ANCHORAGE, Alaska – In the quest for oil-free power, a handful of small companies are staking claims on the boundless energy of the rising and ebbing sea.
The technology that would draw energy from ocean tides to keep light bulbs and laptops aglow is largely untested, but several newly minted companies are reserving tracts of water from Alaska's Cook Inlet to Manhattan's East River in the belief that such sites could become profitable sources of electricity.
The trickle of interest began two years ago, said Celeste Miller, spokeswoman for the Federal Energy Regulatory Commission. The agency issues permits that give companies exclusive rights to study the tidal sites. Permit holders usually have first dibs on development licenses.
Tidal power proponents liken the technology to little wind turbines on steroids, turning like windmills in the current. Water's greater density means fewer and smaller turbines are needed to produce the same amount of electricity as wind turbines.
After more than two decades of experimenting, the technology has advanced enough to make business sense, said Carolyn Elefant, co-founder of the Ocean Renewable Energy Coalition, a marine energy lobbying group formed in May 2005.
In the last four years, the federal commission has approved nearly a dozen permits to study tidal sites. Applications for about 40 others, all filed in 2006, are under review. No one has applied for a development license, Miller said.
The site that is furthest along in testing lies in New York's East River, between the boroughs of Manhattan and Queens, where Verdant Power plans to install two underwater turbines this month as part of a small pilot project.
Power from the turbines will be routed to a supermarket and parking garage on nearby Roosevelt Island.
Verdant co-founder and President Trey Taylor said the six-year-old company will spend 18 months studying the effects on fish before putting in another four turbines.
The project will cost more than $10 million, including $2 million on fish monitoring equipment, Taylor said.
"It's important to spend this much initially," Taylor said. "It's like our flight at Kitty Hawk. It puts us on a path to commercialization and we think eventually costs will fall really fast."
If all goes well, New York-based Verdant could have up to 300 turbines in the river by 2008, Taylor said. The turbines would produce as much as 10 megawatts of power, or enough electricity for 8,000 homes, he said.
With 12,380 miles of coastline, the U.S. may seem like a wide-open frontier for the fledgling industry, but experts believe only a few will prove profitable. The ideal sites are close to a power grid and have large amounts of fast-moving water with enough room to build on the sea floor while staying clear of boat traffic.
"There are thousands of sites, but only a handful of really, really good ones," said Roger Bedard of the Electric Power Research Institute, a nonprofit organization in Palo Alto, Calif., that researches energy and the environment.
"If you're sitting on top of the best scallop fishing in the world, you can't put these things down there," said Chris Sauer, president of Ocean Renewable Power Co. in Miami. The two-year-old company is awaiting approval for federal study permits in Cook Inlet and Resurrection Bay in Alaska, and Cobscook Bay and the St. Croix River in Maine.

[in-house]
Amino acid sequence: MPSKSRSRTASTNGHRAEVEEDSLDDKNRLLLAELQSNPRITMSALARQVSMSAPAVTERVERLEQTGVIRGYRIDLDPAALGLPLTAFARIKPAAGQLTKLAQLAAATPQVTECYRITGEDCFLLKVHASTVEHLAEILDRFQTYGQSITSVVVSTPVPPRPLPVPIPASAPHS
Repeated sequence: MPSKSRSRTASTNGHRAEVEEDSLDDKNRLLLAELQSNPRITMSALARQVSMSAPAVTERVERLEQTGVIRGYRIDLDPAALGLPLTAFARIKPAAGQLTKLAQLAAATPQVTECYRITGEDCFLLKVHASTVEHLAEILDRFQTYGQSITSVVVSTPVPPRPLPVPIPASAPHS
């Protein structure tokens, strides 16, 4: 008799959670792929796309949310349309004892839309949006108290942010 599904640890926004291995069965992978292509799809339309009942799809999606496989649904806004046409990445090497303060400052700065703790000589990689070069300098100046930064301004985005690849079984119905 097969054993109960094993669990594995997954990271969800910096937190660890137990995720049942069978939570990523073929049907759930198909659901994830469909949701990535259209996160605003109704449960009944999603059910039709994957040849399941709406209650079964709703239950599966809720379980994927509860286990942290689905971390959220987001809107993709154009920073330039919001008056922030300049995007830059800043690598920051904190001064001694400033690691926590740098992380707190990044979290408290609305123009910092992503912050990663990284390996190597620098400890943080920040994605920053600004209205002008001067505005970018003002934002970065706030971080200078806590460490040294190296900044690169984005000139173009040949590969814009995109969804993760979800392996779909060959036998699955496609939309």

Other prime tidal energy sites lie beneath San Francisco's Golden Gate Bridge and in Knik Arm near Anchorage, Bedard said.
Government and the private sector in Europe, Canada and Asia have moved faster than their U.S. counterparts to support tidal energy research. As of June 2006, there were small facilities in Russia, Nova Scotia and China, as well as a 30-year-old plant in France, according to a report by EPRI.
"I expect the first real big tidal plant in North America is going to be built in Nova Scotia," said Bedard, who led the study. "They have the mother of all tidal passages up there."
The industry is coalescing over worries about dependence on foreign oil, volatile oil prices and global warming. Many states have passed laws requiring a certain percentage of energy from renewable sources, and tidal entrepreneurs believe they will be looking to diversify beyond wind and solar power.
Elefant said the industry is still trying to figure out how much energy it will be able to supply from tides, as well as waves.
"While ocean energy may not power everything in the U.S., it will be functioning in tandem with other renewable resources and supplement other sea-based technologies," said Elefant, a lawyer in Washington D.C. "The most important thing is for the nation to invest in a diverse energy supply."
In the United States, wave energy technology is less advanced than tidal and will need more government subsidies, Bedard said, however, the number of good wave sites far exceeds that of tidal. Wave power collection involves cork or serpent-like devices that absorb energy from swells on the ocean's surface, whereas tidal machines sit on the sea floor.
Tidal energy technology has been able to build on lessons learned from wind power development, while wave engineers have had to start virtually from scratch, Bedard said. But a few companies are working aggressively to usher wave power into the energy industry.
Aqua Energy, could start building a wave energy plant at Makah Bay in Washington state within two years, said Chief Executive Officer Alla Weinstein. Another wave plant, whose backers include major Norwegian energy company Norsk Hydro ASA, is under construction off the coast of Portugal.
Miller said the commission has received applications for three wave energy permits in Oregon, all filed since July.
With the uptick in interest in tidal and wave energy sites, the Federal Energy Regulatory Commission is holding a public meeting in Washington on Dec. 6 to discuss marine energy technologies. The meeting can be viewed on the commission's Web site.